LOS ANGELES—Ricardo Perez pushed his ice cream cart up Van Nuys Avenue on a recent near 100-degree afternoon, his brow dropping with sweat. After seven straight 9-hour workdays, Perez pulled in about $400 in profits. The 72-year-old assumes he’ll keep working as a paletero forever.
“I spend what I make on rent and food,” Perez says in Spanish, sitting at a metal picnic table near the downtown courthouse where he rolls his cart. “If I stop working, if I take a break, I’ll die.”
It may not be much of an exaggeration. Perez is part of a growing population of elderly undocumented immigrants in the United States who have no access to Social Security, Medicare, food stamps, subsidized housing or other public programs that hold deep poverty at bay for millions of senior citizens.
According to conservative estimates from the Pew Research Center, in 2011 there were 850,000 undocumented immigrants over the age of 55; 150,000 were over 65. That’s a relatively small portion of the 11 million undocumented immigrants in the U.S., but experts say the numbers of elderly without legal immigration papers are poised to grow rapidly as they follow the Baby Boom generation into retirement age. And they are likely to be among our society’s most impoverished people.
Because undocumented immigrants of all ages are twice as likely as the general population to live in poverty, elderly immigrants without papers are less likely to have amassed savings. To survive, many of these seniors are left with little choice but to keep working low-wage, often physically demanding jobs—street vending, cleaning houses or working as home caregivers—for the rest of their lives.
Lawmakers and others who oppose the passage of proposals that could help poor immigrants like Perez often argue that they are a drain on American taxpayers by using public services without paying their share. But Stephen Goss, the chief actuary for the Social Security Administration, says “in the case of Social Security trust funds, and analogously the Medicare trust funds, our estimates refute that idea.” Most immigrants pay taxes, including the half of unauthorized workers who pay into Social Security, according to recent Social Security Administration analysis.
The agency estimates that in 2010 alone, unauthorized workers injected $12 billion in excess tax revenue into the Social Security fund. Research has found similar trends for Medicare.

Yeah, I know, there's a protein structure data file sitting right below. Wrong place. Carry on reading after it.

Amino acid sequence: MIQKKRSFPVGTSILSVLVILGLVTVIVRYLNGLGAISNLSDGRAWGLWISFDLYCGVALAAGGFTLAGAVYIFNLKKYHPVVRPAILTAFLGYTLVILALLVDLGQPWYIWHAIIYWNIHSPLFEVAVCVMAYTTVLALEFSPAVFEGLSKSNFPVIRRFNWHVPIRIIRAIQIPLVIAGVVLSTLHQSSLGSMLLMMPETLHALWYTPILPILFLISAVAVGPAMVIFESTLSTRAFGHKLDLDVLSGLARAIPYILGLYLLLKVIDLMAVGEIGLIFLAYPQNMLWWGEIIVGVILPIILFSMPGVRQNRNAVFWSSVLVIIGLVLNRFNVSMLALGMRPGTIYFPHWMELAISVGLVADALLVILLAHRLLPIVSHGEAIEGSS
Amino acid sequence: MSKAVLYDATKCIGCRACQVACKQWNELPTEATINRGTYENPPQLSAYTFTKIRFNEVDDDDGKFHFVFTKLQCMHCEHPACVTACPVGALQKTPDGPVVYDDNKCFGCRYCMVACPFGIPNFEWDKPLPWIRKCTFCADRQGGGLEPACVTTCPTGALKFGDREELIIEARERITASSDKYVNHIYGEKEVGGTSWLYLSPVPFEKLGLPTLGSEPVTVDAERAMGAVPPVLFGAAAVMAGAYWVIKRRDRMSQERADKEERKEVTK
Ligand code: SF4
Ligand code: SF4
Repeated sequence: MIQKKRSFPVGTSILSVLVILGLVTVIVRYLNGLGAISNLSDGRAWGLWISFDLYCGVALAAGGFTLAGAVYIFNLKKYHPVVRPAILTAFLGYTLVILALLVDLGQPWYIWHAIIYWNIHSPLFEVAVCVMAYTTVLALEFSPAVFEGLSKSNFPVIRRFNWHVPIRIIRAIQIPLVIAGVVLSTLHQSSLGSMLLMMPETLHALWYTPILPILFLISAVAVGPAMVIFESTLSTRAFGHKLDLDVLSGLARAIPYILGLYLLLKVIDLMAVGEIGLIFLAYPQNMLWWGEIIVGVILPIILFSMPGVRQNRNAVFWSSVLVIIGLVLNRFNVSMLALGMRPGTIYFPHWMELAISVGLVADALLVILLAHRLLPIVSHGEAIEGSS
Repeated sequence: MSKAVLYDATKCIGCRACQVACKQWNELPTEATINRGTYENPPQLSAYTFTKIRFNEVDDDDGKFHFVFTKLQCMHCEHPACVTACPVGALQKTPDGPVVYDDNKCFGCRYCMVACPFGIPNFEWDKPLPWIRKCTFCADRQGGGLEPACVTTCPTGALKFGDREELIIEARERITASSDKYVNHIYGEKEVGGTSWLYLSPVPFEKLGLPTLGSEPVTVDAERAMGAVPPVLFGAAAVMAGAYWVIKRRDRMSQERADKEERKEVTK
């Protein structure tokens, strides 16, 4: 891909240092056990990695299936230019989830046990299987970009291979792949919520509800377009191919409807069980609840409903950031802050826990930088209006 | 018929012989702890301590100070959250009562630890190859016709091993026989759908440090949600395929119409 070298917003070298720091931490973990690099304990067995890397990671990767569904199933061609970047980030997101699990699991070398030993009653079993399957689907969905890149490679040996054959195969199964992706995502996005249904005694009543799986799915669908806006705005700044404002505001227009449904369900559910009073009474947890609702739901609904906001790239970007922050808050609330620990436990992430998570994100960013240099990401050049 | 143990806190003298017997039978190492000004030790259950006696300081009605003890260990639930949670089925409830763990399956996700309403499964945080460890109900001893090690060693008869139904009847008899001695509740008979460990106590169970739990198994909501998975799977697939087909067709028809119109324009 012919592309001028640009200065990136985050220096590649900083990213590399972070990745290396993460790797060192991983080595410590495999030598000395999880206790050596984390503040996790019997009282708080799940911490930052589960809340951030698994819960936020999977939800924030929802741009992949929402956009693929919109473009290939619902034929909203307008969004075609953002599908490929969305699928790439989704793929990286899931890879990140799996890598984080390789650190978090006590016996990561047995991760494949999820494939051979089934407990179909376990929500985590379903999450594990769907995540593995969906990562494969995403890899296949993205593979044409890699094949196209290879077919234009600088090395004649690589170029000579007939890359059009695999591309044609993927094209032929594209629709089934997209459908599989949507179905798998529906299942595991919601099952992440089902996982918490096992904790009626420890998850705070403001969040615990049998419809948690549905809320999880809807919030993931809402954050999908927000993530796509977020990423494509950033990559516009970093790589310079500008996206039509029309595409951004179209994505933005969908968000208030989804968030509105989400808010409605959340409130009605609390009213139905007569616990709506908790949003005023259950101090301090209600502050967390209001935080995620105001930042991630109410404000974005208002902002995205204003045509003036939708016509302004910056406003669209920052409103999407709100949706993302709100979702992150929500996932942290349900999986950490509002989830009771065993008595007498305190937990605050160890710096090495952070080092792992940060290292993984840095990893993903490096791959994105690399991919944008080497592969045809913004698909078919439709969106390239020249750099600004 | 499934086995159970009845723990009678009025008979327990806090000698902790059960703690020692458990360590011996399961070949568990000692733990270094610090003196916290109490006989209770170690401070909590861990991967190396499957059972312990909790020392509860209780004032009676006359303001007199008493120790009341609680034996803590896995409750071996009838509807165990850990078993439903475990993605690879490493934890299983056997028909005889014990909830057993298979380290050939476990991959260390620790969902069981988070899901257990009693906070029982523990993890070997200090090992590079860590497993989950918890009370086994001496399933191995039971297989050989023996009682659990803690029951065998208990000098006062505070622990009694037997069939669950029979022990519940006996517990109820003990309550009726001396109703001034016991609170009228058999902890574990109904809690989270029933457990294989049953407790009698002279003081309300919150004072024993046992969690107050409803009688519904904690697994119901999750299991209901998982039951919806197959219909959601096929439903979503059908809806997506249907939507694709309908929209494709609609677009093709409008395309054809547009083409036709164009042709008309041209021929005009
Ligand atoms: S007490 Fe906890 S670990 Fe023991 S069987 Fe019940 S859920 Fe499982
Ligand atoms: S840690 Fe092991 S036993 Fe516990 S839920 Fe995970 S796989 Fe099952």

Perez has usually paid income taxes, and some years, when he has a steady job, he’s had Social Security payroll taxes taken from his earnings, he said. He holds a Social Security number, which he says he applied for and received in the mid-80’s before the federal government began actively stopping unauthorized immigrants from requesting the numbers. Other undocumented immigrants use false Social Security numbers, often from deceased Americans, in order to work and pay taxes. Still others contribute above ground. Since 1996, unauthorized immigrants have been able to file taxes using an IRS-issued Individual Taxpayer Identification Number, which functions like a Social Security number, to pay taxes.
"I hope I could get benefits for all the years I worked.”
Under current law, these workers are not eligible to receive the benefits they help fund. The immigration reform bill stalled on Capitol Hill offers potential relief by allowing undocumented immigrants who have contributed to Social Security to draw down benefits at retirement age, but not for a decade after applying for legal status—by then, Perez will be in his 80s.
Still, he holds out hope that someday, he’ll qualify for benefits. “I came to the U.S. because the economy in Mexico was the same as it is here now: no work, no food, no nothing,” Perez says. When he arrived in 1985, he was just a few years too late to be eligible for the last immigration legalization, passed by Congress nearly 30 years ago. “Now, I am waiting for immigration reform to pass. It would legalize me, and I hope I could get benefits for all the years I worked.”
Not everyone facing Perez’s predicament feels so hopeful. Nina, 74, a home caregiver in Los Angeles who asked to be referred to by nickname only, has worked and paid income and payroll taxes for most of the nearly 14 years she’s lived in the United States. “I’m totally transparent about my work,” she says about the approximately $30,000 she earns each year often working six-day weeks on shifts that can last as long as 16 hours.
Nina finds jobs through a private homecare company, and her work often includes inserting feeding tubes and catheters for clients, bathing them, and lifting them into bed.